A Love Letter to My Neighbour’s Ugly Garden
My indirect neighbour, who I’ve never formally met, has an arguably ugly garden. It’s so unsightly it arouses questions from most visitors on their first invite to my house, most often along the lines of: ‘Who lives there?’ Its ugliness comes from years – probably decades – of neglect. Its owner doesn’t water, prune, or maintain any plant. Her only action in the garden is to open her cobweb covered, seldom ajar kitchen curtains to have a conspiratorial glance at my partner or I when we have no choice but to prune back the branches of her fig tree on our side of the fence.
Her neglect in fact spans two small patches of garden – hers, and the one she also owns nextdoor. She is a veritable hermit, but does enjoy an afternoon ritual of reading paperbacks on her leaf littered deck, basking in the sun, underneath washing hung up on wire coat hangers and among broken pieces of furniture. Chip packets make their way into her front yard from the street and are left there, never disposed of. I watch the crinkly plastic collect rain and wish I could reach in and grab them. Beside the various bits of plastic sit three large buckets full of years’ worth of rainwater. I imagine they are receptacles for mosquito larvae and curse them every summer. Through cracks in her old wooden fence I can see her when I look outside my kitchen window. In my less kind moments I wonder why she doesn’t think to pick up a broom or hose to beautify her small patch. It is a no man’s land – not the well designed and carefully landscaped courtyard of a low maintenance inner city garden and not the wilderness experience of larger patches outside the big smoke.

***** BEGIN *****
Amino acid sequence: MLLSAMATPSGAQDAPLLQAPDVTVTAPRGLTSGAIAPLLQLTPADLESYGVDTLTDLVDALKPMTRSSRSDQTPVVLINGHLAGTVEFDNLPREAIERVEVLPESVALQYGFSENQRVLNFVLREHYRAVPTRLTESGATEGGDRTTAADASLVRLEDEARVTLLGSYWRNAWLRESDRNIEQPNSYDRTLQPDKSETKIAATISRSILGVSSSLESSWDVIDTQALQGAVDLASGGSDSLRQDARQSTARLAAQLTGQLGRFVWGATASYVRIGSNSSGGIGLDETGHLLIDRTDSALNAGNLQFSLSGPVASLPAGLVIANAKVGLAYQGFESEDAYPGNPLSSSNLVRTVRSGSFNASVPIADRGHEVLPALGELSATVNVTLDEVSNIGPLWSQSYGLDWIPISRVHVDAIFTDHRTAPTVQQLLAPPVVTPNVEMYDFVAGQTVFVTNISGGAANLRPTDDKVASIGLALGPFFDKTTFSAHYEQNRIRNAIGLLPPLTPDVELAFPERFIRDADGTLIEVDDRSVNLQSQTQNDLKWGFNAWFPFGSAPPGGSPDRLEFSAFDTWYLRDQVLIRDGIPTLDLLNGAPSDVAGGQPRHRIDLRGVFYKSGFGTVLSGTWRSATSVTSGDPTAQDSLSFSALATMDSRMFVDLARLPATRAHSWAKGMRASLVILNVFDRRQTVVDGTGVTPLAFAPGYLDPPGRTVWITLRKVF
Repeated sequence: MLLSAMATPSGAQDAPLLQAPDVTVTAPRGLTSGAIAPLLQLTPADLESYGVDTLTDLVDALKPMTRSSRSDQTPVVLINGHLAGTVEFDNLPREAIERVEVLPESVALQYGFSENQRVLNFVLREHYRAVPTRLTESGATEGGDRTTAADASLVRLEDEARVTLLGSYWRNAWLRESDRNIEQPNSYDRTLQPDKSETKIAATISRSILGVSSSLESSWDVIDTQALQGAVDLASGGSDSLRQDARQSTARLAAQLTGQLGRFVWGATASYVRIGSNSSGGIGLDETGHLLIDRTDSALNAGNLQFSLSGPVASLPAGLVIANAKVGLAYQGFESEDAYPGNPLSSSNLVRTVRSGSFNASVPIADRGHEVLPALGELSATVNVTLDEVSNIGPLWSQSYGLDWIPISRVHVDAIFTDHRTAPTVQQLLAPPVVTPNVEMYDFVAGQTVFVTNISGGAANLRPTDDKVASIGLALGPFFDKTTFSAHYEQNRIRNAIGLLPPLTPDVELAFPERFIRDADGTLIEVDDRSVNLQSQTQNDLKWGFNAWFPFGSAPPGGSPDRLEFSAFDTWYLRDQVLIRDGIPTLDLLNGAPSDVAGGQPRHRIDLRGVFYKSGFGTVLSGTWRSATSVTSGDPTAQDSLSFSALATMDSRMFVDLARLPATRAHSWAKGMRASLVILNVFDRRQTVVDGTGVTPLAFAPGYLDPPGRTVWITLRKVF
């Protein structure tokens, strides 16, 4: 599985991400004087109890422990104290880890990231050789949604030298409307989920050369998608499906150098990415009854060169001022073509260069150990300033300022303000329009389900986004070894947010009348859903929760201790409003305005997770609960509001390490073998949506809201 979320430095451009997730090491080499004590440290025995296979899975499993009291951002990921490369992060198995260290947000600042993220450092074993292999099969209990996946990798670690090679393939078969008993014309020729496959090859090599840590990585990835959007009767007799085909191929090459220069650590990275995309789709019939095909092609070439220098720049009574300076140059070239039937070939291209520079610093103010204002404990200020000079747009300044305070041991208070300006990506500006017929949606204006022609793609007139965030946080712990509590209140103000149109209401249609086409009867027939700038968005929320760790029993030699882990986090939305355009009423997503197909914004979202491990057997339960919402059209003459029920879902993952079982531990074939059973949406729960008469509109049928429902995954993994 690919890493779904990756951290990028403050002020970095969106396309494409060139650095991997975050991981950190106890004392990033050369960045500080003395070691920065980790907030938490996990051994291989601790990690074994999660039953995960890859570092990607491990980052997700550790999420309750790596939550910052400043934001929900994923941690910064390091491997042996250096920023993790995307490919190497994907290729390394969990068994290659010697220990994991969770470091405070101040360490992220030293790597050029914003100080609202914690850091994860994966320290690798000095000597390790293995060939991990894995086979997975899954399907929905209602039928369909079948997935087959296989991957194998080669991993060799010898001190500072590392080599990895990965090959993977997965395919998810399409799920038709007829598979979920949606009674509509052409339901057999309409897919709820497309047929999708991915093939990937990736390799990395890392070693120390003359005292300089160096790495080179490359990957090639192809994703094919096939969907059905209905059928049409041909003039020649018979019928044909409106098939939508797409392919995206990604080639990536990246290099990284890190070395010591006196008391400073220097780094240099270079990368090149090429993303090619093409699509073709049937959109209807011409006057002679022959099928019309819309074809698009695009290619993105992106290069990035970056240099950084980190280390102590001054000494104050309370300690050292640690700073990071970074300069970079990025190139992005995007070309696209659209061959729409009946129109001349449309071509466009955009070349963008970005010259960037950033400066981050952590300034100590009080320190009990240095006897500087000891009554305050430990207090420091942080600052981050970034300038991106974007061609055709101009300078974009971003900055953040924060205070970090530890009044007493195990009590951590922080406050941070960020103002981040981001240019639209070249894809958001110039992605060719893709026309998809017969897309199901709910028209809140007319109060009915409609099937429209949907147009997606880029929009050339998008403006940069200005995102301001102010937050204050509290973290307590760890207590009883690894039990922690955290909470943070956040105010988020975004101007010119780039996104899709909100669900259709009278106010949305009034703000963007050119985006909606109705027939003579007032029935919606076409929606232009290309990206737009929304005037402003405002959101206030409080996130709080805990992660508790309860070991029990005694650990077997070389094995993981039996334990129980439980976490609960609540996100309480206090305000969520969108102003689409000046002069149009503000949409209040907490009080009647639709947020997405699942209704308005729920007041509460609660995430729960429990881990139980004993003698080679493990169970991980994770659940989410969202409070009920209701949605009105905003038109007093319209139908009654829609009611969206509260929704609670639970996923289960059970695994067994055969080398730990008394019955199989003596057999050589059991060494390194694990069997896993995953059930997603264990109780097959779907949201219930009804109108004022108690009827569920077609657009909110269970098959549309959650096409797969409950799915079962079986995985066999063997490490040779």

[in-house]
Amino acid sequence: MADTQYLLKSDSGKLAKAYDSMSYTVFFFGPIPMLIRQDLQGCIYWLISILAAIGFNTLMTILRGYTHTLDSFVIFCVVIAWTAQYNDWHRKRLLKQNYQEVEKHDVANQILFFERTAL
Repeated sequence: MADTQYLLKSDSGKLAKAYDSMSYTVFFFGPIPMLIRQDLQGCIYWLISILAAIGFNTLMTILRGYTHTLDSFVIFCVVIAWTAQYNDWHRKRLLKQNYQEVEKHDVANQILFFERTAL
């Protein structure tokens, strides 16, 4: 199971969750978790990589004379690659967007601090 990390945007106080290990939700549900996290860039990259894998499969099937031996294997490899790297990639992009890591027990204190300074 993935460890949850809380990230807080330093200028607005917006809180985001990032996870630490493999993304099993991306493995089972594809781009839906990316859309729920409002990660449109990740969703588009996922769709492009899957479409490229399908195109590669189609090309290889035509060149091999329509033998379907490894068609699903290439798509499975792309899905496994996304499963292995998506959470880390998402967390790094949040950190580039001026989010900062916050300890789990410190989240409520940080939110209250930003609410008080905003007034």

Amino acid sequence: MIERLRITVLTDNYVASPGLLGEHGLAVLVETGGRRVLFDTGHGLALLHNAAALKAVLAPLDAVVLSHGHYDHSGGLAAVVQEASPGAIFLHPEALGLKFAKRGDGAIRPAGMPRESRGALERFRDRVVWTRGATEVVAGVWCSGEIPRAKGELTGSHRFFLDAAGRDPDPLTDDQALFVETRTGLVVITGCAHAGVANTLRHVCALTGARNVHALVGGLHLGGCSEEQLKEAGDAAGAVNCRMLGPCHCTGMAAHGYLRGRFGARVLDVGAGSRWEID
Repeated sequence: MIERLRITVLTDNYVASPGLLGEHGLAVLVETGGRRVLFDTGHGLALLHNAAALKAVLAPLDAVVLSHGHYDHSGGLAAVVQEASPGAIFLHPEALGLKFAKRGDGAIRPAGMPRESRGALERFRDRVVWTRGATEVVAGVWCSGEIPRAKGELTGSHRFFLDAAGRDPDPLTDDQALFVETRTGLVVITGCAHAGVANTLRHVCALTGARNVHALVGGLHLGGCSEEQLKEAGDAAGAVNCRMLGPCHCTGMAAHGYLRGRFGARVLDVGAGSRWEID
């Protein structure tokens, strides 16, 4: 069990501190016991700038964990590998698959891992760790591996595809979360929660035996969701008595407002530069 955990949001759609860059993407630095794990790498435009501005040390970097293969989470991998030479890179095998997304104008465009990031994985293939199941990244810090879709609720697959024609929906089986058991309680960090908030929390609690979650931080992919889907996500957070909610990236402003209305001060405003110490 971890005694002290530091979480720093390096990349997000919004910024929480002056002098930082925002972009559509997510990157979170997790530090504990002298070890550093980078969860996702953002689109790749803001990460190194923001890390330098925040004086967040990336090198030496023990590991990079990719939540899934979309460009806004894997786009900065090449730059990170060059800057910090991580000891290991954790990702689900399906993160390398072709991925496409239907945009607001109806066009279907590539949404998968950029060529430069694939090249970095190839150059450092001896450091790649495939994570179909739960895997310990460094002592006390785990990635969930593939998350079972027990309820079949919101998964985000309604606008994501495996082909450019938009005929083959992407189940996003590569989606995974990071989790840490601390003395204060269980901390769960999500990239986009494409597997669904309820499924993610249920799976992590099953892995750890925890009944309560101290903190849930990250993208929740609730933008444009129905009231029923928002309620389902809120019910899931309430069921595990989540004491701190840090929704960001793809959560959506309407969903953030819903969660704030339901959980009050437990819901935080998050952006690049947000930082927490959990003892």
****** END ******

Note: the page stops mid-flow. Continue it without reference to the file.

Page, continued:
And yet, when I take time to ponder, I realise I like living in such close proximity to her unmaintained gardens. A lack of upkeep has given rise to some predictable beauty. Each spring, as if one cue on the 1st of September, huge bunches of jasmine emerge out of her yards, across the branches of trees she’s never pruned and make their way across the dunny lane that connects our places. The gentle floral fragrance wafts into my open windows throughout the day. It’s really quite something. Butterfly bush and Spanish moss sprout healthily from patches of soil and make their way to wherever they so please.